Men need 200 micrograms per day of folic acid, and women who cannot become pregnant need 180 micrograms per day of folic acid. If you are a woman who plans to or could become pregnant, you need to eat foods fortified with folic acid. You may also need to take a supplement to be sure you're getting 400 micrograms per day. Once you are pregnant, your intake should be 400 micrograms per day. Breastfeeding mothers need 280 micrograms per day. Always consult with your doctor before taking a large amount of any vitamin supplement.
Vitamin B9 ( Folic acid / Folate ) Deficiency
Folate deficiency is one of the commonest vitamin deficiencies. It can result from inadequate intake, defective absorption, abnormal metabolism or increased requirements.
Early symptoms of folate deficiency are non-specific and may include tiredness, irritability and loss of appetite. Severe folate deficiency leads to megaloblastic anemia, a condition in which the bone marrow produces oversized immature red blood cells.
Pregnant and breast-feeding women are at a higher risk of vitamin B9 deficiency: due to rapid tissue growth during pregnancy and to losses through the milk during breast-feeding, an increased folate/folic acid intake is required. In pregnant women, vitamin B9 deficiency can result in devastating and sometimes fatal birth defects (e.g., neural tube defects).
Scientist have found that folate is vital for the biochemical synthesis of the essential nucleic acids, DNA and RNA; at the same time, research has still not let us to an understanding of the exact role performed by folate in human cellular metabolism. Folate is also involved in the synthesis of some essential biochemical proteins that are essential for cellular reproduction and division; therefore it is not hard to realize just how devastating a deficiency of this vitamin could be to a person. Organs that are most affected or hardest hit by a deficiency of folate include organs which are dependent on the rapid proliferation of new cells, such as bone marrow tissues, hair and fingernails, the immune system, as well as certain mucous membranes and red blood cells.
Physical symptoms that are considered to be classic or almost the norm during a case of folate deficiency include anemia and generalized weakness, an inflamed and sore tongue, a general numbness or tingling sensation in the hands and the feet, problems like indigestion and diarrhea, persistent depression, constant irritability, pallor and drowsiness all underlined by a slow and weakened pulse rate. Most of these symptoms are also seen in people affected by pernicious anemia, resulting from a deficiency of cobalamin (B12) vitamin.
These so called classic symptoms are similar with the symptoms induced by a deficiency of most of the other essential vitamins and minerals, and have been experimentally revealed by means of severe deprivation of the vitamin in the body of test subjects. The health continuum of the human body joins together a wide range of illnesses and different health disorders. At the same time, this health continuum does not have a definite cut off point in which the difference between supply and demand can suddenly turn severe enough to be termed a deficiency and lead to the causation of deficiency symptoms in the person. An adverse biochemical effect results as soon as the supply of the nutrient does not meet the demand from the diet and the result is a deficiency in the levels of the nutrient within the body. The real effects on the state of health of the person may not be significant; however, such a situation will occur as long as a deficiency exists. In a state of deficiency, the healing rate of wounds slow down. The volume of hair that falls out may be greater than what normally occurs. The affected person may also be frequently affected by different infections than what normally affects them. The person experiencing a deficiency can also start being affected by some of the classic symptoms.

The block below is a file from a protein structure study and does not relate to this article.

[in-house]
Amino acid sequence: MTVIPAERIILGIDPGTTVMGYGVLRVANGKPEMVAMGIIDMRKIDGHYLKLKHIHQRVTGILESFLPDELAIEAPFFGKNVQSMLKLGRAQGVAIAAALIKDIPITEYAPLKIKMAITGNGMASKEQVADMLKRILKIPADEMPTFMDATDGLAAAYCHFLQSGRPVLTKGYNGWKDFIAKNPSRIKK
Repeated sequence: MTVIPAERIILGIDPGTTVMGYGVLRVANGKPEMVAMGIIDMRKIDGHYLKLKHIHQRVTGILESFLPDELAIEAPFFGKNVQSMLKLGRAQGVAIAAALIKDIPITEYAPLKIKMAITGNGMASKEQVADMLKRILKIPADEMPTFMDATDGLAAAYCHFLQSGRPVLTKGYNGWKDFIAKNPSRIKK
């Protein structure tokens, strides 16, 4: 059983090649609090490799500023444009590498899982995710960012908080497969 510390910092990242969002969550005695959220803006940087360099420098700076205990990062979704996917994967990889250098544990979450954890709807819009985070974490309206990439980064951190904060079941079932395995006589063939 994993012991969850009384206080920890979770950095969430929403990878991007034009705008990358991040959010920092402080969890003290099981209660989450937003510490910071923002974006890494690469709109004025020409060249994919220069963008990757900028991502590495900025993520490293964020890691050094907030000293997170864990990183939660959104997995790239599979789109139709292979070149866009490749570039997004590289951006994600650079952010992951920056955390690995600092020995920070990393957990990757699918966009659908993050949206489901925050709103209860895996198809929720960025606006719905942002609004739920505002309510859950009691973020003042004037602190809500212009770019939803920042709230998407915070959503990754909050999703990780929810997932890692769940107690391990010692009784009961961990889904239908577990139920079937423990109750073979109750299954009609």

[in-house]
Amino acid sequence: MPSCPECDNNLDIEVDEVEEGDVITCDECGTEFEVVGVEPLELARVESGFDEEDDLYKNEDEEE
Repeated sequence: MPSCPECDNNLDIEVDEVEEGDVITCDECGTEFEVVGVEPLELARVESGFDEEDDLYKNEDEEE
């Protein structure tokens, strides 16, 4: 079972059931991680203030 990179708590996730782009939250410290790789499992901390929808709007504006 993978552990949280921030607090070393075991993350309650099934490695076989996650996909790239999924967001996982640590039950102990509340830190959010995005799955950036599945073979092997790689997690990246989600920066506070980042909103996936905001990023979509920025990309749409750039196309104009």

At the same time, blood sugar levels are apparently maintained at a normal rate by the folate present in the human body. In animal experiments, where a comparison of the difference in blood sugar levels was studied, it was found that folate supplemented rats had a much higher blood sugar level following a fast of forty eight hours than did rats that were not given any folate supplements. Some people suffering from a chronic low blood sugar level can benefit from this therapeutic action of the folate supplement.
The body's requirement for folate and other nutrients rise during a term of pregnancy. Physical symptoms induced by a deficiency of folate include persistent depression and insomnia, as well as constant irritability. In addition, women who are inclined to having a spontaneous abortion and problems like miscarriage can also benefit from the preventive actions of folate. Supplements of folate may help such women in carrying a fetus to full term and deliver a healthy baby.
Folate is an essential nutrient in the proper and timely development of a fetus and is also needed for the synthesis of new tissues - other people also need sufficient levels of this vitamin in the body to avoid deficiency symptoms. Extreme and severe side effects can affect the baby if a mother suffers from a deficiency of folate deficiency during her term of pregnancy.
A symptom known simply as restless legs syndrome is one of the simpler side effects induced by a deficiency of folate. Physical symptoms of folate deficiency that usually affect the person at night, include symptoms such as insomnia and leg numbness as well as muscular cramps that can only be relieved by movement and massage of the calves. Low dietary and blood levels of folate was found to be directly connected to the restless legs syndrome experienced by the tested persons during one clinical investigation. Nine volunteers out of a group of twenty one pregnant women were affected by restless leg syndrome during a study. A folate supplement had been given to only one of these women during the test. Ten women out of the other twelve that were not affected by restless leg syndrome had been given supplements of folate.